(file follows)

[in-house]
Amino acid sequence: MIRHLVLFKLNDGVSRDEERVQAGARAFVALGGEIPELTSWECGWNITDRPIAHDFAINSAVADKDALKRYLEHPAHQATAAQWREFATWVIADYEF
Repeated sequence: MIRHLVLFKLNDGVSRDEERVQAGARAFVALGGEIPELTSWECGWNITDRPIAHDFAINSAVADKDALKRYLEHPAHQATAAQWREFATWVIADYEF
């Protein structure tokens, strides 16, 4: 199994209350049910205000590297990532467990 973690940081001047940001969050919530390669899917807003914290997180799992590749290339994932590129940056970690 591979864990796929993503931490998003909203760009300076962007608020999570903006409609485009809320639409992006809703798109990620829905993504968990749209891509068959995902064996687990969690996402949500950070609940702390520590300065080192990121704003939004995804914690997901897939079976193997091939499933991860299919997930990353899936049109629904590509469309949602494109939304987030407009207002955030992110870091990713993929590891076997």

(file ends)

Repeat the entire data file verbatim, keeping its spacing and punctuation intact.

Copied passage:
[in-house]
Amino acid sequence: MIRHLVLFKLNDGVSRDEERVQAGARAFVALGGEIPELTSWECGWNITDRPIAHDFAINSAVADKDALKRYLEHPAHQATAAQWREFATWVIADYEF
Repeated sequence: MIRHLVLFKLNDGVSRDEERVQAGARAFVALGGEIPELTSWECGWNITDRPIAHDFAINSAVADKDALKRYLEHPAHQATAAQWREFATWVIADYEF
């Protein structure tokens, strides 16, 4: 199994209350049910205000590297990532467990 973690940081001047940001969050919530390669899917807003914290997180799992590749290339994932590129940056970690 591979864990796929993503931490998003909203760009300076962007608020999570903006409609485009809320639409992006809703798109990620829905993504968990749209891509068959995902064996687990969690996402949500950070609940702390520590300065080192990121704003939004995804914690997901897939079976193997091939499933991860299919997930990353899936049109629904590509469309949602494109939304987030407009207002955030992110870091990713993929590891076997």